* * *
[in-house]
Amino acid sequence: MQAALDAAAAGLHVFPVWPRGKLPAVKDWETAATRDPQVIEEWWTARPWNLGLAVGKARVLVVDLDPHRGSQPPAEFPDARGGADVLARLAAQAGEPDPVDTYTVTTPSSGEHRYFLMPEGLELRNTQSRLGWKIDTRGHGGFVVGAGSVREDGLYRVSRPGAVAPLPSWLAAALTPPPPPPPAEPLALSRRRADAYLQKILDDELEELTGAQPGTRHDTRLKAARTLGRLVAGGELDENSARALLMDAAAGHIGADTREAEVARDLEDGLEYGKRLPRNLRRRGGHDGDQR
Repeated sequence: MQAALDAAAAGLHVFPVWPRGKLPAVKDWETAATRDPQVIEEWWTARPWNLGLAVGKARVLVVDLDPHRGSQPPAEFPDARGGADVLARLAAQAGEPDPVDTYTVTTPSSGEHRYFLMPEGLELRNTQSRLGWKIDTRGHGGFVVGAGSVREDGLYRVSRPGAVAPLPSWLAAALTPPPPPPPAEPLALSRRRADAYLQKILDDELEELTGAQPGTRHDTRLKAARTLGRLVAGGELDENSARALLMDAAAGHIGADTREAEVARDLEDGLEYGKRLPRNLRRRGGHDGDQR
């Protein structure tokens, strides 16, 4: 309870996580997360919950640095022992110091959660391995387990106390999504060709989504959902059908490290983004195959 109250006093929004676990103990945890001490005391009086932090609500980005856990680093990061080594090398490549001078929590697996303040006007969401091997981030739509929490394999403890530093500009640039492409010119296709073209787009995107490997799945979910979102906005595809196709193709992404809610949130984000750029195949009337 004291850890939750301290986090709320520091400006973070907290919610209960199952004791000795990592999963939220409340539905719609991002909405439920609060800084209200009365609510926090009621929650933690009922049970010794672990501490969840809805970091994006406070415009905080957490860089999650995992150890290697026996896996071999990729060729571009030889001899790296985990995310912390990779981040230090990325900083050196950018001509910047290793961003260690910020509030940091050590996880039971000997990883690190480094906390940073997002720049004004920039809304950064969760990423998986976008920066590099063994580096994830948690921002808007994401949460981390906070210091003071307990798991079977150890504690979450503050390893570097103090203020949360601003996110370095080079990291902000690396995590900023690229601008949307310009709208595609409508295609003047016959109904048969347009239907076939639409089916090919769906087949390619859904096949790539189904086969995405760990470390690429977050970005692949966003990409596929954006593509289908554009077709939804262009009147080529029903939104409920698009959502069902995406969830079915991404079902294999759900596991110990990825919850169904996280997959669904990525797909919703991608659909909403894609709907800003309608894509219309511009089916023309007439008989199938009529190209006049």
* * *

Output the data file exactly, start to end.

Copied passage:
[in-house]
Amino acid sequence: MQAALDAAAAGLHVFPVWPRGKLPAVKDWETAATRDPQVIEEWWTARPWNLGLAVGKARVLVVDLDPHRGSQPPAEFPDARGGADVLARLAAQAGEPDPVDTYTVTTPSSGEHRYFLMPEGLELRNTQSRLGWKIDTRGHGGFVVGAGSVREDGLYRVSRPGAVAPLPSWLAAALTPPPPPPPAEPLALSRRRADAYLQKILDDELEELTGAQPGTRHDTRLKAARTLGRLVAGGELDENSARALLMDAAAGHIGADTREAEVARDLEDGLEYGKRLPRNLRRRGGHDGDQR
Repeated sequence: MQAALDAAAAGLHVFPVWPRGKLPAVKDWETAATRDPQVIEEWWTARPWNLGLAVGKARVLVVDLDPHRGSQPPAEFPDARGGADVLARLAAQAGEPDPVDTYTVTTPSSGEHRYFLMPEGLELRNTQSRLGWKIDTRGHGGFVVGAGSVREDGLYRVSRPGAVAPLPSWLAAALTPPPPPPPAEPLALSRRRADAYLQKILDDELEELTGAQPGTRHDTRLKAARTLGRLVAGGELDENSARALLMDAAAGHIGADTREAEVARDLEDGLEYGKRLPRNLRRRGGHDGDQR
């Protein structure tokens, strides 16, 4: 309870996580997360919950640095022992110091959660391995387990106390999504060709989504959902059908490290983004195959 109250006093929004676990103990945890001490005391009086932090609500980005856990680093990061080594090398490549001078929590697996303040006007969401091997981030739509929490394999403890530093500009640039492409010119296709073209787009995107490997799945979910979102906005595809196709193709992404809610949130984000750029195949009337 004291850890939750301290986090709320520091400006973070907290919610209960199952004791000795990592999963939220409340539905719609991002909405439920609060800084209200009365609510926090009621929650933690009922049970010794672990501490969840809805970091994006406070415009905080957490860089999650995992150890290697026996896996071999990729060729571009030889001899790296985990995310912390990779981040230090990325900083050196950018001509910047290793961003260690910020509030940091050590996880039971000997990883690190480094906390940073997002720049004004920039809304950064969760990423998986976008920066590099063994580096994830948690921002808007994401949460981390906070210091003071307990798991079977150890504690979450503050390893570097103090203020949360601003996110370095080079990291902000690396995590900023690229601008949307310009709208595609409508295609003047016959109904048969347009239907076939639409089916090919769906087949390619859904096949790539189904086969995405760990470390690429977050970005692949966003990409596929954006593509289908554009077709939804262009009147080529029903939104409920698009959502069902995406969830079915991404079902294999759900596991110990990825919850169904996280997959669904990525797909919703991608659909909403894609709907800003309608894509219309511009089916023309007439008989199938009529190209006049």